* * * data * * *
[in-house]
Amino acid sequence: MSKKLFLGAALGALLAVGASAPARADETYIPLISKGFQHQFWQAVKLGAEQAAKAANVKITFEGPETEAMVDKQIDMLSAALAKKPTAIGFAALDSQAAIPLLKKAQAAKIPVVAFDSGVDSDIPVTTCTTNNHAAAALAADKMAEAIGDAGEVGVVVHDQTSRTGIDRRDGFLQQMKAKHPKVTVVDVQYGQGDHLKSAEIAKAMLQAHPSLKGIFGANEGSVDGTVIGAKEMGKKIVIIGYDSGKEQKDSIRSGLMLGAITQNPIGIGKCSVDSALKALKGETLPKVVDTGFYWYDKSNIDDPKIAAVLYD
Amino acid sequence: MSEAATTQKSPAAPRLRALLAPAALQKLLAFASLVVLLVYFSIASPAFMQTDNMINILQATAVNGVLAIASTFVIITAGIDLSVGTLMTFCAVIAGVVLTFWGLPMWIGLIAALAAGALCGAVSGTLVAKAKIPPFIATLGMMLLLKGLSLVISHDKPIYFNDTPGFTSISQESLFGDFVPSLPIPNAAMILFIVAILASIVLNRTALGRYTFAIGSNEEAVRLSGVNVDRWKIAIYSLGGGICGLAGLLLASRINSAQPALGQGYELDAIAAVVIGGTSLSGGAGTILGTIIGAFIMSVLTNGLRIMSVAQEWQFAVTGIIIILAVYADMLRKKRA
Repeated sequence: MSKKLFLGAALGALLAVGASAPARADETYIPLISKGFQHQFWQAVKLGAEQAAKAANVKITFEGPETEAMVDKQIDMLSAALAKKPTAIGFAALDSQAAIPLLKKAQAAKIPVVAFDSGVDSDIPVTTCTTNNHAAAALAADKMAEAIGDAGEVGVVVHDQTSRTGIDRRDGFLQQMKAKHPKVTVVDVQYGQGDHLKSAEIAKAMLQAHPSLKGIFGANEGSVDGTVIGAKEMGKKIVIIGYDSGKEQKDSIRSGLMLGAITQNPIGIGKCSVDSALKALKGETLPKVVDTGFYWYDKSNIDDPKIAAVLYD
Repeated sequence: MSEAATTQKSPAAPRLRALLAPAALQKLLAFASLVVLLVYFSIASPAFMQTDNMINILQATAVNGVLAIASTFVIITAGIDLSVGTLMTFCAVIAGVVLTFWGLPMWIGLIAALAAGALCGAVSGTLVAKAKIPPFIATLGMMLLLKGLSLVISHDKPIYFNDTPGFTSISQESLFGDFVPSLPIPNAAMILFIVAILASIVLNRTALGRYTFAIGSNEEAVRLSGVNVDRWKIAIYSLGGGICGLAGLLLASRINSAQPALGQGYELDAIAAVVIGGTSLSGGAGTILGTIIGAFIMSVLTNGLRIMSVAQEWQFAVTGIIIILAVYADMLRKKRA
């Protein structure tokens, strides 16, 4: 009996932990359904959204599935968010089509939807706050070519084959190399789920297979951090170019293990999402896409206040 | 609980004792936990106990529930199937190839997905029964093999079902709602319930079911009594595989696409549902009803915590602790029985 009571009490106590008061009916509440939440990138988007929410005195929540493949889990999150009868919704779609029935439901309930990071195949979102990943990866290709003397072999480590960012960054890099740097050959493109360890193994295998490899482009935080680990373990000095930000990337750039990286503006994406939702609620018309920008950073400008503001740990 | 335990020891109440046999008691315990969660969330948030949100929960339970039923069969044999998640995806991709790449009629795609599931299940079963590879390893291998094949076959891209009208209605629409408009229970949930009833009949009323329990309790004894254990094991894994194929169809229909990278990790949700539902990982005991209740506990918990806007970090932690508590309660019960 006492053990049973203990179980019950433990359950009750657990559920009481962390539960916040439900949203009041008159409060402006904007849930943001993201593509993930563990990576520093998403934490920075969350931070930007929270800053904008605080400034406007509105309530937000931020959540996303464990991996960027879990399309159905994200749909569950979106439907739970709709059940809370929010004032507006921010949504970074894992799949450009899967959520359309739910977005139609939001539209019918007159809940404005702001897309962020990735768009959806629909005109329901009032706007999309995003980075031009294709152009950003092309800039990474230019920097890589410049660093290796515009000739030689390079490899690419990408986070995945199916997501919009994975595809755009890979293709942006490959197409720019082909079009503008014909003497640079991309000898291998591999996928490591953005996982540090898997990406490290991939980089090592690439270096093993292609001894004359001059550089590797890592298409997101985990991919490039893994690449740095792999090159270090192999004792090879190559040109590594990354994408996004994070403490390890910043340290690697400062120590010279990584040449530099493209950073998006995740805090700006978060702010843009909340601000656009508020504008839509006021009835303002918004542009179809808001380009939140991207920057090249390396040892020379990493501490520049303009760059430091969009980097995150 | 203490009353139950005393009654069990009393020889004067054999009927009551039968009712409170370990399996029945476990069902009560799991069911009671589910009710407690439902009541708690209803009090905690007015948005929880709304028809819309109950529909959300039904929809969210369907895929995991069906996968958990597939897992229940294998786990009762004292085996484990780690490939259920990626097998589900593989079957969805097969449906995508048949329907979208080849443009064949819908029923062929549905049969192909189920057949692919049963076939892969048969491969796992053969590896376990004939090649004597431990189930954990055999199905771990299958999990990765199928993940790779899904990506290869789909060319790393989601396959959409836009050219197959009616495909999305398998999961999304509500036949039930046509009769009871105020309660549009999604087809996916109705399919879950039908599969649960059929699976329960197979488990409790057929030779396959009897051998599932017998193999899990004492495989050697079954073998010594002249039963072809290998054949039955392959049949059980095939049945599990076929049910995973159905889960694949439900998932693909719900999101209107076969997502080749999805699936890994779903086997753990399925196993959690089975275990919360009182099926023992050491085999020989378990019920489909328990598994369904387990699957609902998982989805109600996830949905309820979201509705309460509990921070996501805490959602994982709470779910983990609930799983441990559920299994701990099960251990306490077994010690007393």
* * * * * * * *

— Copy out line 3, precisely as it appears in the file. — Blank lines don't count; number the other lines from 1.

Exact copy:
Amino acid sequence: MSEAATTQKSPAAPRLRALLAPAALQKLLAFASLVVLLVYFSIASPAFMQTDNMINILQATAVNGVLAIASTFVIITAGIDLSVGTLMTFCAVIAGVVLTFWGLPMWIGLIAALAAGALCGAVSGTLVAKAKIPPFIATLGMMLLLKGLSLVISHDKPIYFNDTPGFTSISQESLFGDFVPSLPIPNAAMILFIVAILASIVLNRTALGRYTFAIGSNEEAVRLSGVNVDRWKIAIYSLGGGICGLAGLLLASRINSAQPALGQGYELDAIAAVVIGGTSLSGGAGTILGTIIGAFIMSVLTNGLRIMSVAQEWQFAVTGIIIILAVYADMLRKKRA